Scottish Poetry Selection
The Battle of Harlaw was fought near Inverurie in Aberdeenshire, on 24 July 1411 between Donald of Islay, Lord of the Isles (MacDonald) and an army commanded by Alexander Stewart, Earl of Mar. The battle formed the culmination of a long-running dispute and rivalry between the Lord of the Isles and the Regent Albany. A gathering of the Clans under Donald proceeded against Inverness to bring the Regent to battle. A defending force of some 3,000 under Angus Dubh MacKay was routed and Inverness fell to Donald. Albany was slow to muster his forces in the south and Donald marched through Moray spreading word of his intent to plunder Aberdeen. This provoked the men of Aberdeen to arms and put themselves under the command of Alexander Stewart, Earl of Mar. The opposing armies sighted each other in the region of Harlaw. It is thought that Donald had a force of at least 6,000, consisting mostly of Highland footsoldiers armed and arrayed a traditional, perhaps antiquated, Gaelic style.
The force numbering some 2,000 under Mar consisted almost entirely of well armed mounted cavalry - a local mustering raised by the barons and knights of the region which featured nearly every notable lord of the area. The battle was fierce and continued until dusk. Many of the lowland knights were unhorsed and forced to fight on foot. Despite their lack of numbers and poor tactical situation, Mar's army continued to fight through the day and inflicted great losses upon the highlanders. The contest earned its traditional designation "Red Harlaw" as a result of the fierceness of the fighting.
At the end of the day, Donald had lost around 1,000 men, perhaps as little as a tenth of his force, but Mar had lost a proportionately greater part of his - again 1,000 men, but this included a tremendous number of the notable lords and knights. Donald withdrew during the night following the battle This withdrawal led to claims of victory by some historians - a fact which has led to a continuing general ambiguity over the outcome of the battle and one described as "Donald had the victory but the regent had the printer". The Regent Albany eventually gathered a large force and recovered the lands lost to Donald, with no opposition.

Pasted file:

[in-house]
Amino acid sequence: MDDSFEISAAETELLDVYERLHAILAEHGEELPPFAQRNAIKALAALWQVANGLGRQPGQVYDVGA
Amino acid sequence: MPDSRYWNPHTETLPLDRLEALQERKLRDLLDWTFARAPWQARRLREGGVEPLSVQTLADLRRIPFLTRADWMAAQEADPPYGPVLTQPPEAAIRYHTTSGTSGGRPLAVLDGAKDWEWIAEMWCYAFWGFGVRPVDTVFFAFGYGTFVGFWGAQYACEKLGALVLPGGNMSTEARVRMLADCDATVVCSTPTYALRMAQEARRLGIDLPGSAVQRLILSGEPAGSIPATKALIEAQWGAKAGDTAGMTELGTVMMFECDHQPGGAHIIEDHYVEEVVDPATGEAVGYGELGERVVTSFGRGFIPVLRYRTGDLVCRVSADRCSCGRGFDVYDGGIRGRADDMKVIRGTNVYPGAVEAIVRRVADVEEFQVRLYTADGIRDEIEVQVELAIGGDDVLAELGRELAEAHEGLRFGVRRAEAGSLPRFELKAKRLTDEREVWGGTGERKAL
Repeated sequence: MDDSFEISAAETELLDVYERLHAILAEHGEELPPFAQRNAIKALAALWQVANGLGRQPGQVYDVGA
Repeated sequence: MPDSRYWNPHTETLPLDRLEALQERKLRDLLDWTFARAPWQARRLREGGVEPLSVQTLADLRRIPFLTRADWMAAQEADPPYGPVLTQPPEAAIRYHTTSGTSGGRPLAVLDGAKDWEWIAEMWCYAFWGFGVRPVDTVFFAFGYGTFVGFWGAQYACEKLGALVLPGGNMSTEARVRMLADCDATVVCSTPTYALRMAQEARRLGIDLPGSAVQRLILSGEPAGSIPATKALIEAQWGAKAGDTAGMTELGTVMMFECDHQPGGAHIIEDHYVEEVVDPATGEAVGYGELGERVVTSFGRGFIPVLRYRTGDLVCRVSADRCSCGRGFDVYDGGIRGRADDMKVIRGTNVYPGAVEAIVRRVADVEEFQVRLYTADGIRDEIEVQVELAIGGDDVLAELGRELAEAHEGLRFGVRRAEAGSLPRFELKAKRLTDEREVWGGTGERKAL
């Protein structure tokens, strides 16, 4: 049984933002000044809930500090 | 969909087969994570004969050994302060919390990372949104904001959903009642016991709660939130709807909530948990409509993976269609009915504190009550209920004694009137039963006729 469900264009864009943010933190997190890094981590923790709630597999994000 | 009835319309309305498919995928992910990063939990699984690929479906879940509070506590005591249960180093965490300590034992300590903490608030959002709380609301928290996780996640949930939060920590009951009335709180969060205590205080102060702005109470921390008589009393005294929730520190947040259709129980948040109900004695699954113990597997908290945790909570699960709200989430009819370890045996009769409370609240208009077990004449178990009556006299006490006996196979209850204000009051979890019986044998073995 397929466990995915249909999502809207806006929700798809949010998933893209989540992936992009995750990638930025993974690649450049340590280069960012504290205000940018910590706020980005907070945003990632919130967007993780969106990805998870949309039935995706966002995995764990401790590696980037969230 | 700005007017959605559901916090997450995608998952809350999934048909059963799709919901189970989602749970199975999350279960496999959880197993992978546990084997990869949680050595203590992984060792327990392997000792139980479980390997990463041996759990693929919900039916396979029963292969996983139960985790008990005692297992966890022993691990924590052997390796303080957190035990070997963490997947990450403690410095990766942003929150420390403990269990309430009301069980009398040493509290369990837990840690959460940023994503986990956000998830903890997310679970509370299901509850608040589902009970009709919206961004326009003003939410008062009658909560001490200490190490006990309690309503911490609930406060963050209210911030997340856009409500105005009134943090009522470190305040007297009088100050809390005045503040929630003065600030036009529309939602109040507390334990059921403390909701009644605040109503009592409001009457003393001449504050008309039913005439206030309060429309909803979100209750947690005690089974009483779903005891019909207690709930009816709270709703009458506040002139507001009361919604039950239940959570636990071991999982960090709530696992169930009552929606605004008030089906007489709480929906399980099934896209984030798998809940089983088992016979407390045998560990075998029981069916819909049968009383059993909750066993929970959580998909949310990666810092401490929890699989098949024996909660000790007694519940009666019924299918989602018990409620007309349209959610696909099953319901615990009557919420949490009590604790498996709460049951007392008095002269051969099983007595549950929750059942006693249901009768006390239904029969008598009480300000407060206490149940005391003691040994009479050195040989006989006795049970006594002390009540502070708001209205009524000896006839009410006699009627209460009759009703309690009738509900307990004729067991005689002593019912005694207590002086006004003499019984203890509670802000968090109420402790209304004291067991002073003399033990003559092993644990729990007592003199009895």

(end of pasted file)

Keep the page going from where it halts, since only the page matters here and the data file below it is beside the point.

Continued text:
Here is Sir Walter Scott's vivid (and perhaps biased?) account of the conflict. He certainly has a distorted view of the numbers fighting on each side!
HarlawNow haud your tongue, baith wife and carle,
And listen, great and sma',
And I will sing of Glenallan's Earl
That fought on the red Harlaw.
The cronach's cried on Bennachie,
And doun the Don and a',
And hieland and lawland may mournfu' be
For the sair field of Harlaw.
They saddled a hundred milk-white steeds,
They hae bridled a hundred black,
With a chafron of steel on each horse's head,
And a good knight upon his back.
They hadna ridden a mile, a mile,
A mile, but barely ten,
When Donald came branking down the brae
Wi' twenty thousand men.
Their tartans they were waving wide,
Their glaives were glancing clear,
The pibrochs rung frae side to side,
Would deafen ye to hear.
The great Earl in his stirrups stood,
That Highland host to see;
'Now here a knight that's stout and good
May prove a jeopardie:
'What would'st thou do, my squire so gay,
That rides beside my rein,
Were ye Glenallan's Earl the day,
And I were Roland Cheyne?
'To turn the rein were sin and shame,
To fight were wondrous peril;
What would ye do now, Roland Cheyne,
Were ye Glenallan's Earl?'
'Were I Glenallan's Earl this tide,
And ye were Roland Cheyne,
The spur should be in my horse's side,
And the bridle upon his mane.
'If they hae twenty thousand blades,
And we twice ten times ten,
Yet they hae but their tartan plaids,
And we are mail-clad men.
'My horse shall ride through ranks sae rude,
As through the moorland fern -
Then ne'er let the gentle Norman blude
Grow cauld for Highland kerne.'
Meaning of unusual words:
carle = peasant,
cronach = loud shout
sair = hard, severe
chafron = cheveron
branking = bearing oneself proudly, prancing, strutting
brae = steep hillside
glaives = gloves
pibrochs = music of the Scottish bagpipe
kerne = rabble
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